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PowerPoint Presentation:

Financial Markets and Institutions 6th Edition PowerPoint Slides for: By Jeff Madura Prepared by David R. Durst The University of Akron


1 Role of Financial Markets and Institutions © 2003 South-Western/Thomson Learning

Chapter Objectives:

Chapter Objectives Describe the types of financial markets Describe the role of financial institutions with financial markets Identify the types of financial institutions that facilitate transactions

Overview of Financial Markets:

Overview of Financial Markets Financial markets provide for financial intermediation--financial savings (Surplus Units) to investment (Deficit Units) Financial markets provide payments system Financial markets provide means to manage risk Financial Market: a market in which financial assets (securities) such as stocks and bonds can be purchased or sold

Overview of Financial Markets:

Broad Classifications of Financial Markets Money versus Capital Markets Primary versus Secondary Markets Organized versus Over-the-Counter Markets Overview of Financial Markets

Primary vs. Secondary Markets:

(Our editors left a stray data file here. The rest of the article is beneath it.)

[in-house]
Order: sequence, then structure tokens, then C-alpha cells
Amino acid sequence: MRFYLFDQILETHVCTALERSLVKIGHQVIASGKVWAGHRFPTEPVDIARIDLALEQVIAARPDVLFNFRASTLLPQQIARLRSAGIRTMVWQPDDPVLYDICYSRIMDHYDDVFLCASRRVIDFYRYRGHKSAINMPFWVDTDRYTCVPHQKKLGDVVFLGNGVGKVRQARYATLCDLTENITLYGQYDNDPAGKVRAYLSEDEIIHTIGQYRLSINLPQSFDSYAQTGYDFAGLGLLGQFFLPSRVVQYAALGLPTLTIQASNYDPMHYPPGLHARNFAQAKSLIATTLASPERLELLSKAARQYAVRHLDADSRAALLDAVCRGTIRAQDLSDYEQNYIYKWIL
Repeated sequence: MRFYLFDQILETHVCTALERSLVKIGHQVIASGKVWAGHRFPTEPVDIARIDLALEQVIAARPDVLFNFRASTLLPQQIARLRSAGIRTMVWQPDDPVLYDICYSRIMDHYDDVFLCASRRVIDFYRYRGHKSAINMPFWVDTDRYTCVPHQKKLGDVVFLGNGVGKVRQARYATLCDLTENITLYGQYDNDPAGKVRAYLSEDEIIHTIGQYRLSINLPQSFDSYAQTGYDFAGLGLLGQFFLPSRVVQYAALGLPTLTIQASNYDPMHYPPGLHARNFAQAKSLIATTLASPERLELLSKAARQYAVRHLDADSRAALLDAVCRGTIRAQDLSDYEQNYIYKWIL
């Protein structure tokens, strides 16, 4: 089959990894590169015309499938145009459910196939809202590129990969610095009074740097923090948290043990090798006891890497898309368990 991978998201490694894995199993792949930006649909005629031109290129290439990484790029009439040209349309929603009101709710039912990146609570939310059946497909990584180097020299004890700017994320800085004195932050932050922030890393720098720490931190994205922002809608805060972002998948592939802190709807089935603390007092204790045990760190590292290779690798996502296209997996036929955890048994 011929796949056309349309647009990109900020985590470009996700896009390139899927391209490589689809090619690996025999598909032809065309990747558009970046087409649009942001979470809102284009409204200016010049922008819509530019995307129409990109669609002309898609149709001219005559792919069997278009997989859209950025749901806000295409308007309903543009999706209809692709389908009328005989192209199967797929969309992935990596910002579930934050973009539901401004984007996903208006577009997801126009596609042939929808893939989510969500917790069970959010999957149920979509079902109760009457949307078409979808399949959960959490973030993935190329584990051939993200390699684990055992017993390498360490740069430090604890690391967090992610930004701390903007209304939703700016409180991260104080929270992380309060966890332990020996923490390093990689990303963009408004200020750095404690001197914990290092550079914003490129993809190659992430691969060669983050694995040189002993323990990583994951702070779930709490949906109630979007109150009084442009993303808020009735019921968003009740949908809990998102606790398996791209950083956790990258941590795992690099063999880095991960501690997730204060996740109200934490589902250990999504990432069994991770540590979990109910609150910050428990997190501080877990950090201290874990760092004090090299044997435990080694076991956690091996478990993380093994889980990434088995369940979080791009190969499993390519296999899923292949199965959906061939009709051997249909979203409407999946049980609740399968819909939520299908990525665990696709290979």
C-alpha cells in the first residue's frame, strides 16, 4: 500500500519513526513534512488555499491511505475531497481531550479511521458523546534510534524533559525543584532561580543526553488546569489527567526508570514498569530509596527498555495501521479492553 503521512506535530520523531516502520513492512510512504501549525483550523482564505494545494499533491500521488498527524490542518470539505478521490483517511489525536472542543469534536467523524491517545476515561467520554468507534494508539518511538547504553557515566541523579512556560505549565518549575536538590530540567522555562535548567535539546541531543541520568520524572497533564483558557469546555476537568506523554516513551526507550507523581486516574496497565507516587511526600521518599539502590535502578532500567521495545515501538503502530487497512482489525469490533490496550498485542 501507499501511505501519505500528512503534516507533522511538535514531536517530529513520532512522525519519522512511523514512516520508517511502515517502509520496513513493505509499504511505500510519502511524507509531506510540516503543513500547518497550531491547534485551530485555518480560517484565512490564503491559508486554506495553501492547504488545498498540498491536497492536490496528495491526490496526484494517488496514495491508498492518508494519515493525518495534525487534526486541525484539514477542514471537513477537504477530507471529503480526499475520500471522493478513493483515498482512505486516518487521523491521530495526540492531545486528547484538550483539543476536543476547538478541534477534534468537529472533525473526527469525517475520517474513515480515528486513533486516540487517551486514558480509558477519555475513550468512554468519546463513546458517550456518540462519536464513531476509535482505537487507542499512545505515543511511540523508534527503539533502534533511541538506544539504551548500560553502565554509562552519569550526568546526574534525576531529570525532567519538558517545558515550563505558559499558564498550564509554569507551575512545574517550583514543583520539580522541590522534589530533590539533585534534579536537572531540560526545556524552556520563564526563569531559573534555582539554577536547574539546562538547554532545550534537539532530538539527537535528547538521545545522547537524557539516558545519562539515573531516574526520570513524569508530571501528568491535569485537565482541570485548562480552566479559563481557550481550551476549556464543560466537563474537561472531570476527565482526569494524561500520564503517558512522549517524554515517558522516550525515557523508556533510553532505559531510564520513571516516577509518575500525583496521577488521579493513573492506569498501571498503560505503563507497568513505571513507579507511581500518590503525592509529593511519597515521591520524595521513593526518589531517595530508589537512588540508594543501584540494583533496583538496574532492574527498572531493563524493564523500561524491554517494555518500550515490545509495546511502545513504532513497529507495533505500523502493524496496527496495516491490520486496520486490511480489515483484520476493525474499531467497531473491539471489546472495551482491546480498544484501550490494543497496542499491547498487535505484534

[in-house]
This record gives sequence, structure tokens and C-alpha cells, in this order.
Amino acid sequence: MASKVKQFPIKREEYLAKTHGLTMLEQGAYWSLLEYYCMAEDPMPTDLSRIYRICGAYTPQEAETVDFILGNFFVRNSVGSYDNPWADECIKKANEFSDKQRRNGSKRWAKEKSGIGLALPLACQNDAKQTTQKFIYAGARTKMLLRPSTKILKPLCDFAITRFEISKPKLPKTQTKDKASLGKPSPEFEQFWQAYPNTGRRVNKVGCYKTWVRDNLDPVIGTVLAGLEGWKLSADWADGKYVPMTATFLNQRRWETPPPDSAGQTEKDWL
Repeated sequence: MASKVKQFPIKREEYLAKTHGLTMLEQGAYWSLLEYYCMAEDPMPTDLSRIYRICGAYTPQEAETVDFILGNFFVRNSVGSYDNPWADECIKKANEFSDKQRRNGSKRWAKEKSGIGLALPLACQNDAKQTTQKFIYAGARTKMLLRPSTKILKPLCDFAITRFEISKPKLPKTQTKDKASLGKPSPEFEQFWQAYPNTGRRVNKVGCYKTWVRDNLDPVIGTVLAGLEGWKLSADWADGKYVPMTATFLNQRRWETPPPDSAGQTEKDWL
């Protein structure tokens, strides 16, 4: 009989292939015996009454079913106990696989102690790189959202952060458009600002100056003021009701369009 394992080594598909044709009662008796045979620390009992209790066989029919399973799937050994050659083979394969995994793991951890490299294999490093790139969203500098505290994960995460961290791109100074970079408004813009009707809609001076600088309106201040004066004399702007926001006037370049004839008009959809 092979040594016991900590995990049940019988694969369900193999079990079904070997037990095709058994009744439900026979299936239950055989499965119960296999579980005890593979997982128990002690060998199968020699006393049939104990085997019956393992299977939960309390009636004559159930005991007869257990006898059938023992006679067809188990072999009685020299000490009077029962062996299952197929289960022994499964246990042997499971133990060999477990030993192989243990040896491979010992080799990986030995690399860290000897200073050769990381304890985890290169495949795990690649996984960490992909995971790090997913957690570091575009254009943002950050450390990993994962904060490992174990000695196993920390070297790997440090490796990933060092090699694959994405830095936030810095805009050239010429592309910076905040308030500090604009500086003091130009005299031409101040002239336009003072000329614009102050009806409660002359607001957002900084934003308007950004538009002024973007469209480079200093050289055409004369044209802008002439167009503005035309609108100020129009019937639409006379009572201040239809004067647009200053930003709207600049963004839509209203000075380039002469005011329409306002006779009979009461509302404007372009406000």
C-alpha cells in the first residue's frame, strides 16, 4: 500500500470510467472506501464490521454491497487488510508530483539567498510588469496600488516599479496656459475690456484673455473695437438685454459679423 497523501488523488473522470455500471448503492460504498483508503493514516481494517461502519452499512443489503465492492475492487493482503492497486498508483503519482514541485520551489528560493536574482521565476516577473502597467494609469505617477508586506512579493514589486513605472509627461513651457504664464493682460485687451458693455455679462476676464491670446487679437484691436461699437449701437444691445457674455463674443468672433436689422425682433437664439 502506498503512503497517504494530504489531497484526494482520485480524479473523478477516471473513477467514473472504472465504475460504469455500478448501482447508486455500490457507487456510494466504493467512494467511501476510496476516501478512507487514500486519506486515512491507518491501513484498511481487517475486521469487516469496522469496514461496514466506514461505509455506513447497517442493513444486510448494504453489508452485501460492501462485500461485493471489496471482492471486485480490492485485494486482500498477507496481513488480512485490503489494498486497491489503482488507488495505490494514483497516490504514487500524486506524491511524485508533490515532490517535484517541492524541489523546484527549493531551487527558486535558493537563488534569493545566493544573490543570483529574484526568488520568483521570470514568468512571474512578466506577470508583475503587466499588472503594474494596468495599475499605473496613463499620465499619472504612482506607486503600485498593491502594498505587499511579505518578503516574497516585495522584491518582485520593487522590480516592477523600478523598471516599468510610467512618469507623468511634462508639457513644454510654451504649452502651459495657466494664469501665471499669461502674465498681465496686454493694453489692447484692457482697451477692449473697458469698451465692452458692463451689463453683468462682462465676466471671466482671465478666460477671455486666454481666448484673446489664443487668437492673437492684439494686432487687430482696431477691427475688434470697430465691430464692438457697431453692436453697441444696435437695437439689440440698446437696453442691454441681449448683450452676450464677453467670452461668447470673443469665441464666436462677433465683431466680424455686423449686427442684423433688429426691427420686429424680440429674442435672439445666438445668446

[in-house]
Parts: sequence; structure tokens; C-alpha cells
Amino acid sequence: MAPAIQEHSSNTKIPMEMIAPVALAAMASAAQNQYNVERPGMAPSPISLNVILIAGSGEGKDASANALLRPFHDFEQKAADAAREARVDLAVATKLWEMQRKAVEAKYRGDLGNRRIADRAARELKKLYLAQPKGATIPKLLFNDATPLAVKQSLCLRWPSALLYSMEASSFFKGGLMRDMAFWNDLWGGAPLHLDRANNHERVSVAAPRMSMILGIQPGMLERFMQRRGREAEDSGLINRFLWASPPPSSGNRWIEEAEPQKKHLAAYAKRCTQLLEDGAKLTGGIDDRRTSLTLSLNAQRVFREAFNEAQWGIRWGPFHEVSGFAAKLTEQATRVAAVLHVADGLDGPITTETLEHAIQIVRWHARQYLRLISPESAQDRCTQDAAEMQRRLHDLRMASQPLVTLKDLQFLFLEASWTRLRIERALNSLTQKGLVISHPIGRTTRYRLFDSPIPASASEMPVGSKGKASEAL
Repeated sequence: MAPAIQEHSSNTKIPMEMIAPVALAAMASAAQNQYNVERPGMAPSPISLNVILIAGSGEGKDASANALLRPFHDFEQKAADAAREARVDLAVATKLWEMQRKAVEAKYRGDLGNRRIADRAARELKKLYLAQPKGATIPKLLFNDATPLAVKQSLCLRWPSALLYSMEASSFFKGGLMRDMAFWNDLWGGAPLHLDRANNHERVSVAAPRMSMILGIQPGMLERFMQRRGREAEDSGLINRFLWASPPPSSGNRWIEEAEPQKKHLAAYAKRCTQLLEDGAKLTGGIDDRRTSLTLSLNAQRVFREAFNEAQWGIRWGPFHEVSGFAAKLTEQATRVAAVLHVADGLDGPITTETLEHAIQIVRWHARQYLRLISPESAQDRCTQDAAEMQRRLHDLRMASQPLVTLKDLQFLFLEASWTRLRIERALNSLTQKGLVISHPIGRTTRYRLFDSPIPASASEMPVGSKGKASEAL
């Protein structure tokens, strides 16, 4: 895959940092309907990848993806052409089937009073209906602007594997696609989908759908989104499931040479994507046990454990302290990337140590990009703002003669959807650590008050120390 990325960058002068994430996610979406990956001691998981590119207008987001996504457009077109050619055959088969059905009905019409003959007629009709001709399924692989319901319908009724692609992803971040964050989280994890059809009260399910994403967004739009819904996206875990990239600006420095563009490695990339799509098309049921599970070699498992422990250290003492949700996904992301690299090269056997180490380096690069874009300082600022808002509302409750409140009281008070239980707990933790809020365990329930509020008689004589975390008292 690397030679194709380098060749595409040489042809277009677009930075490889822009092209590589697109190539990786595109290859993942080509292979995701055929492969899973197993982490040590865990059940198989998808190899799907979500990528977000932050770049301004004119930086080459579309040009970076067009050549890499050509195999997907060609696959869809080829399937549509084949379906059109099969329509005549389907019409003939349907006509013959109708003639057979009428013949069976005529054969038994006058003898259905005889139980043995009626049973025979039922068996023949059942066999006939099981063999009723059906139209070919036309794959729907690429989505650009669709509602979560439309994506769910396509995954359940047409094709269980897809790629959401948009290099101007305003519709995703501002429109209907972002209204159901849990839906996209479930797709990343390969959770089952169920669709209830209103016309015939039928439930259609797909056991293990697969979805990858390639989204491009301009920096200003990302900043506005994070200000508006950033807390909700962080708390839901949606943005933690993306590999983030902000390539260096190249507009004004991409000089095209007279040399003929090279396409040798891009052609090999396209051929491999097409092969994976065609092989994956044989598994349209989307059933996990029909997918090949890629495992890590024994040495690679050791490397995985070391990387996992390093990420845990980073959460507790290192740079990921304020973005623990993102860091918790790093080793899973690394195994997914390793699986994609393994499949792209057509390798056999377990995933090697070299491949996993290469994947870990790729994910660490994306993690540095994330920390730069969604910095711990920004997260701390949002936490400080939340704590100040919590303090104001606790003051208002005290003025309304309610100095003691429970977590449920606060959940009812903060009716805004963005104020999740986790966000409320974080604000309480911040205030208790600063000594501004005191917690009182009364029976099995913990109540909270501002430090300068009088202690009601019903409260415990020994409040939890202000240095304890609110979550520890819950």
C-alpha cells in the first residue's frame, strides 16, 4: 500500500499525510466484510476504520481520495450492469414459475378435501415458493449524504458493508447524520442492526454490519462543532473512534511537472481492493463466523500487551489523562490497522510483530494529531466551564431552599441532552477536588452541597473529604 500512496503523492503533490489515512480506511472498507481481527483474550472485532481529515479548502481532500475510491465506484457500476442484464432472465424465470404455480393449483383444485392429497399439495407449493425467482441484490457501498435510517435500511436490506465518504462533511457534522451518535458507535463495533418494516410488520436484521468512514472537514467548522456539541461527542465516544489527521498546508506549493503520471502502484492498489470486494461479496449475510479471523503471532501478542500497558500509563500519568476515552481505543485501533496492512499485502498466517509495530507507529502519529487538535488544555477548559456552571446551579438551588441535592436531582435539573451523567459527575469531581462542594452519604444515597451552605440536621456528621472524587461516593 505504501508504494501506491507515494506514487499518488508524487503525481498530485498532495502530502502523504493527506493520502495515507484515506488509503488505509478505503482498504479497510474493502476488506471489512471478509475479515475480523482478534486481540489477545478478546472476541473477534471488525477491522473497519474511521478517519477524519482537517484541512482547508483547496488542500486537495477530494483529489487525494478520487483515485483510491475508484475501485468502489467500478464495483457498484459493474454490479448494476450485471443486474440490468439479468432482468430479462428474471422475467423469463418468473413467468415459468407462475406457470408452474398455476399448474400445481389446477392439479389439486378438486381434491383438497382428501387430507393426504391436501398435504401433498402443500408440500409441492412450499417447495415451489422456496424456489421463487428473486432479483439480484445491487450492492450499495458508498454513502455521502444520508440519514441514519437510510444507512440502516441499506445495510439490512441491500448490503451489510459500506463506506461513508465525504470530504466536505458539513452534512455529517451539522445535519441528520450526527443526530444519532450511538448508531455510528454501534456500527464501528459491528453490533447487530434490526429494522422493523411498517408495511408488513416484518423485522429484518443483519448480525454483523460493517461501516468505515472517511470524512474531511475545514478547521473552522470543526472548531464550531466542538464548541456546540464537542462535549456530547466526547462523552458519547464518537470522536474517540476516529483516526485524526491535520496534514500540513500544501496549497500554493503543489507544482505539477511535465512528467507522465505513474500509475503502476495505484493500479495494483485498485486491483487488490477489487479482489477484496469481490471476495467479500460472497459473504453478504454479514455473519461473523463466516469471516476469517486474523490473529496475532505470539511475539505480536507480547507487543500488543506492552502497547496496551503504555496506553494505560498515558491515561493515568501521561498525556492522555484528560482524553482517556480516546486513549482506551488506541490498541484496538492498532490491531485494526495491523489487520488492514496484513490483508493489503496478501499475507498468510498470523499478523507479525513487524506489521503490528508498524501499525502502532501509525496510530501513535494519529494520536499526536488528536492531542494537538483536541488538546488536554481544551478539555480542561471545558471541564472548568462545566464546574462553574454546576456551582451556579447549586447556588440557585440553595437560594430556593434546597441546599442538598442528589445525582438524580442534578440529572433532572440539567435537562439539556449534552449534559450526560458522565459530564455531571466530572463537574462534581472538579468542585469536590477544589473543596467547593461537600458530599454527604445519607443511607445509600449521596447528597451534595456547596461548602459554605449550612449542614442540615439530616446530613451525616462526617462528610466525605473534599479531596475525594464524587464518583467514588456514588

Primary vs. Secondary Markets PRIMARY New Issue of Securities Exchange of Funds for Financial Claim Funds for Borrower; an IOU for Lender SECONDARY Trading Previously Issued Securities No New Funds for Issuer Provides Liquidity for Seller

Money vs. Capital Markets:

Money vs. Capital Markets Money Short-Term, < 1 Year High Quality Issuers Debt Only Primary Market Focus Liquidity Market--Low Returns Capital Long-Term, >1Yr Range of Issuer Quality Debt and Equity Secondary Market Focus Financing Investment--Higher Returns

Organized vs. Over-the-Counter Markets:

Organized vs. Over-the-Counter Markets Organized Visible Marketplace Members Trade Securities Listed New York Stock Exchange OTC Wired Network of Dealers No Central, Physical Location All Securities Traded off the Exchanges

Securities Traded in Financial Markets:

Money Market Securities Debt securities Only Capital market securities Debt and equity securities Derivative Securities Financial contracts whose value is derived from the values of underlying assets Used for hedging (risk reduction) and speculation (risk seeking) Securities Traded in Financial Markets

Debt vs. Equity Securities:

Debt vs. Equity Securities Debt Securities: Contractual obligations (IOU) of Debtor (borrower) to Creditor (lender) Investor receives interest Capital gain/loss when sold Maturity date

Debt vs. Equity Securities:

Debt vs. Equity Securities Equity Securities: Claim with ownership rights and responsibilities Investor receives dividends if declared Capital gain/loss when sold No maturity date—need market to sell

Valuation of Securities:

Valuation of Securities Value a function of: Future cash flows When cash flows are received Risk of cash flows Present value of cash flows discounted at the market required rate of return Value determined by market demand/supply Value changes with new information